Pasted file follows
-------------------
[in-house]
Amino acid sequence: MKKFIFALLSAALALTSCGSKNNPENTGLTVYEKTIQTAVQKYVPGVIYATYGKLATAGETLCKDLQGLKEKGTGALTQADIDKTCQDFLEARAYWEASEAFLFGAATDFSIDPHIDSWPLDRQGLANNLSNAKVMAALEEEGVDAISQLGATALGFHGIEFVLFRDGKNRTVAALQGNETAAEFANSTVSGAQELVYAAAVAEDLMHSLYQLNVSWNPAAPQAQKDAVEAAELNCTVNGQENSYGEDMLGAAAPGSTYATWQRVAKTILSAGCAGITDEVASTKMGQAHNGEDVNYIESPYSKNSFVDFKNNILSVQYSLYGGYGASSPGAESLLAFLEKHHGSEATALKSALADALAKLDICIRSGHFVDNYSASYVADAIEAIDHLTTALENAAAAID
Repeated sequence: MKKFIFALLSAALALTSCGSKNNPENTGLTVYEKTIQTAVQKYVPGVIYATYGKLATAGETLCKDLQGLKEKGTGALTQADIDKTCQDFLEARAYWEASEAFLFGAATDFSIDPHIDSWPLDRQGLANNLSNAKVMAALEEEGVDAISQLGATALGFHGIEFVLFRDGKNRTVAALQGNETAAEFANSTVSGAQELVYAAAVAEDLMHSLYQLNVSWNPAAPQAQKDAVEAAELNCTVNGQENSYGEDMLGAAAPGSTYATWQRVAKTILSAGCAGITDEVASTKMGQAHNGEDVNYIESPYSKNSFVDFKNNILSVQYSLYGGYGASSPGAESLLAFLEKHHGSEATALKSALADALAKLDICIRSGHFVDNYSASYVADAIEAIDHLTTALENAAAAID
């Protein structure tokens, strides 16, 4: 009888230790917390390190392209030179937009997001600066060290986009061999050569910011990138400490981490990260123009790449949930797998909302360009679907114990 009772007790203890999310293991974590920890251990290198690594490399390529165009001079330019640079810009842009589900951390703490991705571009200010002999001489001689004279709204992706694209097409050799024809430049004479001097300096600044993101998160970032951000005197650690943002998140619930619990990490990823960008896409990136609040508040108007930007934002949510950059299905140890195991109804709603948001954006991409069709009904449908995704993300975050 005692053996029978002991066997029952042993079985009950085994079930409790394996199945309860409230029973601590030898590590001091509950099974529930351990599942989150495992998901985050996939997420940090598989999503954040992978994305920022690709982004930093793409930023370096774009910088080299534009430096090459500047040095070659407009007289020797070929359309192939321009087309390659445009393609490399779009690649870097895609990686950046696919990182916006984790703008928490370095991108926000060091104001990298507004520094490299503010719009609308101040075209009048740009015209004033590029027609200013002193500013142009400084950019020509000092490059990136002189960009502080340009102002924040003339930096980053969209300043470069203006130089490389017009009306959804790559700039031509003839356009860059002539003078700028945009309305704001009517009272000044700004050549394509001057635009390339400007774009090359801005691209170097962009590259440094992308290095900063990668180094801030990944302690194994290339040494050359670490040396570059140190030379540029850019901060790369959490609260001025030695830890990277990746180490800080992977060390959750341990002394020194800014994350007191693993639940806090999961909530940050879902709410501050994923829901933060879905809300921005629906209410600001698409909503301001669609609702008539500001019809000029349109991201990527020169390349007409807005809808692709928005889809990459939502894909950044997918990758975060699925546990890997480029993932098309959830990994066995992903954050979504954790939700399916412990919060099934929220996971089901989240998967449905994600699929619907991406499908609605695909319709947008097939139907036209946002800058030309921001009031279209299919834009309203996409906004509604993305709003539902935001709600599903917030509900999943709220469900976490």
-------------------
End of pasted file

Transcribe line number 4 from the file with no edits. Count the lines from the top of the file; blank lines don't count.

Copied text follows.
């Protein structure tokens, strides 16, 4: 009888230790917390390190392209030179937009997001600066060290986009061999050569910011990138400490981490990260123009790449949930797998909302360009679907114990 009772007790203890999310293991974590920890251990290198690594490399390529165009001079330019640079810009842009589900951390703490991705571009200010002999001489001689004279709204992706694209097409050799024809430049004479001097300096600044993101998160970032951000005197650690943002998140619930619990990490990823960008896409990136609040508040108007930007934002949510950059299905140890195991109804709603948001954006991409069709009904449908995704993300975050 005692053996029978002991066997029952042993079985009950085994079930409790394996199945309860409230029973601590030898590590001091509950099974529930351990599942989150495992998901985050996939997420940090598989999503954040992978994305920022690709982004930093793409930023370096774009910088080299534009430096090459500047040095070659407009007289020797070929359309192939321009087309390659445009393609490399779009690649870097895609990686950046696919990182916006984790703008928490370095991108926000060091104001990298507004520094490299503010719009609308101040075209009048740009015209004033590029027609200013002193500013142009400084950019020509000092490059990136002189960009502080340009102002924040003339930096980053969209300043470069203006130089490389017009009306959804790559700039031509003839356009860059002539003078700028945009309305704001009517009272000044700004050549394509001057635009390339400007774009090359801005691209170097962009590259440094992308290095900063990668180094801030990944302690194994290339040494050359670490040396570059140190030379540029850019901060790369959490609260001025030695830890990277990746180490800080992977060390959750341990002394020194800014994350007191693993639940806090999961909530940050879902709410501050994923829901933060879905809300921005629906209410600001698409909503301001669609609702008539500001019809000029349109991201990527020169390349007409807005809808692709928005889809990459939502894909950044997918990758975060699925546990890997480029993932098309959830990994066995992903954050979504954790939700399916412990919060099934929220996971089901989240998967449905994600699929619907991406499908609605695909319709947008097939139907036209946002800058030309921001009031279209299919834009309203996409906004509604993305709003539902935001709600599903917030509900999943709220469900976490």